Ken Striplin wins Harvard Leadership Program ScholarshipKen Striplin was recently awarded CCMF’s first Harvard Leadership Program scholarships. The Leadership Decision Making program at Harvard Kennedy School focuses on designing environments that help reduce bias and inaccuracy in order to make the overall team and organization smarter. Grounded in theories and evidence from psychology, behavioral economics, and neuroscience, the program teaches leaders to answer tough questions, improve the accuracy of estimates, and more effectively structure negotiations.

Below are Ken’s thoughts on the lessons he learned from the program:

Through the generous scholarship program provided by the California City Management Foundation, I had the opportunity to participate in the Harvard University Executive Education Program, entitled Leadership Decision Making, through the John F. Kennedy School of Government. The course was an intensive one-week seminar series that challenged leaders on how they make decisions and how they structure their environments for decision making.

Leadership decision making is all about the process we go through to make decisions. It combines psychology, neuroscience, and economics. As leaders, it is critical that we understand how we make decisions and that we create an environment that results in good decisions for the benefit of our organizations and communities. As the decisions we make as leaders continue to get more complex and the constituencies we serve get more diverse, it becomes more important for us to ensure decisions are not based on our own internal biases but, instead, are more evidence-based.

Based on the latest research from Harvard University, the program explored how our brains process information and make decisions. The coursework covered the limitations of our brains and how, in most instances, we rely on default decision-making. The challenges with default decision-making is that it includes errors and biases. If we are able to identify our biases and those inherent in decision-making, then we can structure our environments to make more thoughtful decisions.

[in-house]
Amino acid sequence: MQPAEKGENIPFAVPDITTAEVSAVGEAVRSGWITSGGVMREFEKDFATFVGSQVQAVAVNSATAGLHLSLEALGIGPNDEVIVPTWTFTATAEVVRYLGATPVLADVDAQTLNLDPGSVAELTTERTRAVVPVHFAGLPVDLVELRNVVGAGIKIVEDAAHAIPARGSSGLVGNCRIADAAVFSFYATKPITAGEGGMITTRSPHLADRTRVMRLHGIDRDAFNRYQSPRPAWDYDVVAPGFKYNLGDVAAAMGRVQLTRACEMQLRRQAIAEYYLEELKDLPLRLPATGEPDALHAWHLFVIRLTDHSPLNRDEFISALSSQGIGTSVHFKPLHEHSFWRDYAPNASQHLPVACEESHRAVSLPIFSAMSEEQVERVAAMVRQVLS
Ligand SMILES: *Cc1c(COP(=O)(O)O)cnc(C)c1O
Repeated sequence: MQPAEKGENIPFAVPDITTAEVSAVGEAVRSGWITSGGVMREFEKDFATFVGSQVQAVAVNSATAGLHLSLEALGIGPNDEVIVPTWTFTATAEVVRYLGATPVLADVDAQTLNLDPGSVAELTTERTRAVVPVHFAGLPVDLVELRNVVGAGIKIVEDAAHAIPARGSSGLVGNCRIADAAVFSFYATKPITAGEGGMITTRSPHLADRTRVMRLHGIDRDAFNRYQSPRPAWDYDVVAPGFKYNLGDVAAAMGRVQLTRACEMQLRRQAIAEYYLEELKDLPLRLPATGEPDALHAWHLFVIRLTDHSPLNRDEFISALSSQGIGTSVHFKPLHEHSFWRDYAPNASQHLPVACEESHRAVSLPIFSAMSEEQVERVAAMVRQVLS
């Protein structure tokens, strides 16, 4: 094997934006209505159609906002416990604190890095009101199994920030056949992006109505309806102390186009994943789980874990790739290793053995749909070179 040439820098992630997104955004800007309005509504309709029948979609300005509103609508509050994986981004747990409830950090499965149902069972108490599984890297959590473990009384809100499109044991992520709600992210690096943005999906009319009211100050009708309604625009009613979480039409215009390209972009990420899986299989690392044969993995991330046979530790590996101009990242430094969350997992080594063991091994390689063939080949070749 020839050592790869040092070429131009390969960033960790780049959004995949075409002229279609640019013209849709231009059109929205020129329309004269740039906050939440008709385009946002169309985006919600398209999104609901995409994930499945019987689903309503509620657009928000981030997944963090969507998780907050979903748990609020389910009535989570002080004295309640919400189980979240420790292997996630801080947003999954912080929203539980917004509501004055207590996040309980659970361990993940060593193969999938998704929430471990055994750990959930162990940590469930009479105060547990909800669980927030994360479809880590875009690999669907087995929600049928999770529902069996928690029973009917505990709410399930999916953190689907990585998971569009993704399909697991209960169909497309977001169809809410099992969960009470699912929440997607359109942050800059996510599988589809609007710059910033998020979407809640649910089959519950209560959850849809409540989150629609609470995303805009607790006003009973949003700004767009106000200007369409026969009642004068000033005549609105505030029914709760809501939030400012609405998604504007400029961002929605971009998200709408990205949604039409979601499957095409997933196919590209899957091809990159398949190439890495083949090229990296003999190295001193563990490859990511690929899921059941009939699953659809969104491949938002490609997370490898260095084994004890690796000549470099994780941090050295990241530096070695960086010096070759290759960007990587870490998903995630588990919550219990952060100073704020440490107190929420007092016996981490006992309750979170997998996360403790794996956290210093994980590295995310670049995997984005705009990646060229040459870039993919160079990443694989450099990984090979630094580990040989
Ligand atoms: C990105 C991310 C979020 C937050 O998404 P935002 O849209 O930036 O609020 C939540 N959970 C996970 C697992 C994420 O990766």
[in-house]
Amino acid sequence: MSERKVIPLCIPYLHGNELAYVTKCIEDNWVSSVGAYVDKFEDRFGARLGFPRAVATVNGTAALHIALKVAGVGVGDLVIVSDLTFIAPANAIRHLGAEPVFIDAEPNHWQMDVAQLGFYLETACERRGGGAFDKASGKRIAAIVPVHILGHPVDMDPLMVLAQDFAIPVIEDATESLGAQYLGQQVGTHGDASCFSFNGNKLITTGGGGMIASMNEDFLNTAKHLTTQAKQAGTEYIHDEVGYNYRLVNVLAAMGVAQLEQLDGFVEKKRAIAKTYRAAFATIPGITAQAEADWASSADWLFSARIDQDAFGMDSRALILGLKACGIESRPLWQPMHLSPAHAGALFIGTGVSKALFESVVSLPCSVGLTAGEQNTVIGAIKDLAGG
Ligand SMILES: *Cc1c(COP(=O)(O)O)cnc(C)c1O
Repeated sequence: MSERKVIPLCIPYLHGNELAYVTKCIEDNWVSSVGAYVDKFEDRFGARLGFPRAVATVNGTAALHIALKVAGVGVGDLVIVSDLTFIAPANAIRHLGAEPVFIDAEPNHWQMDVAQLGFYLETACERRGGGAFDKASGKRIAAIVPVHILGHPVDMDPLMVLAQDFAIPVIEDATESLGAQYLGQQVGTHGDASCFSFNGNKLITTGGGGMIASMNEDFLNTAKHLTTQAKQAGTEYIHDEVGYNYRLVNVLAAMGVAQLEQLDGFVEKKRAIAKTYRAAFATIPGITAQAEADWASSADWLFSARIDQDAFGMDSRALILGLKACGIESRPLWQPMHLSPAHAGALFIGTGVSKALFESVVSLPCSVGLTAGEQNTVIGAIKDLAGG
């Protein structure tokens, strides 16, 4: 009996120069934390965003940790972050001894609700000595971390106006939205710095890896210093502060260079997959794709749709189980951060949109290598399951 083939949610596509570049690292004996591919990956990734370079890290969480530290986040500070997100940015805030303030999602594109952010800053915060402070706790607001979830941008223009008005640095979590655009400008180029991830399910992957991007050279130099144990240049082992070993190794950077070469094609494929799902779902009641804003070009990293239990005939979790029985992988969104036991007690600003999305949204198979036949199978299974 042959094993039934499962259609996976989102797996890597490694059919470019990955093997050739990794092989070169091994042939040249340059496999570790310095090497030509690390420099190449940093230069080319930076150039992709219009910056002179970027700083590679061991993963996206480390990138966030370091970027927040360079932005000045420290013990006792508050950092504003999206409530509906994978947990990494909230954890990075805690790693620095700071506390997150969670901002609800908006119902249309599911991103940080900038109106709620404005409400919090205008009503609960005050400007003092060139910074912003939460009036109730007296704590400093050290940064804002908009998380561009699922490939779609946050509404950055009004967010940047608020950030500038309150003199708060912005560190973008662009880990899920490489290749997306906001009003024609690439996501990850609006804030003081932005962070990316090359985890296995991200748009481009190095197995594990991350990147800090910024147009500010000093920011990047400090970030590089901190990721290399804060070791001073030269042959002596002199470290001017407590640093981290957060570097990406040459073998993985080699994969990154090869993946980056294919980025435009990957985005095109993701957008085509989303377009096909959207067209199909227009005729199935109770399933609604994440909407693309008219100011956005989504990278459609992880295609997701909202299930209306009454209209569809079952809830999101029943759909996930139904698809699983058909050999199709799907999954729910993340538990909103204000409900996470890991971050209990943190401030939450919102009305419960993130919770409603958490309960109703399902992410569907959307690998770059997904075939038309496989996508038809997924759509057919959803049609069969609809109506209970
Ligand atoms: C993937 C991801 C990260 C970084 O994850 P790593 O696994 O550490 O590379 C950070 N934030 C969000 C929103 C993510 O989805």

The program included some of the best professors in the country. They are not only at the top of their respective academic arenas, they are well-versed in the practical application of the concepts they research and teach. The professors used case studies of major significance, drawing from personal experiences advising major companies and governments around the world.

The diversity of the class participants made it all the more enjoyable and effective. The class included participants from over 16 countries (50% were international students) and represented multiple industry types: corporate, non-profit, military, and government. Working in groups of such diverse perspectives really emphasized the necessity to understand how decisions are made and how working collectively yields better decisions. It also demonstrated how our own internal biases in decision making affect how we approach and/or solve problems.

Some of the more memorable moments of the program included hearing: a General in the Nigerian military discuss organizational issues he was facing; a human rights advocate from South Africa discuss challenges in policy making; and a Foreign Minister from Canada discuss meeting with diplomats from across the globe. Having the opportunity to work with all these individuals in a group setting to solve problems put into perspective why understanding our own biases is so critical.

As city managers, we make decisions every day. It is a rare opportunity to step away from the daily pressures and expectations and examine how we personally operate. The program provided an opportunity to learn new concepts and put into practice those concepts with a diverse group of professionals from around the world. Additionally, it also provided real-world, practical applications that will be implemented within my organization. Aristotle once said “Knowing yourself is the beginning of all wisdom.” I highly recommend this program for anyone wanting to learn the art of decision-making, understand how they make decisions, or ensure their organizations are making the best decisions possible.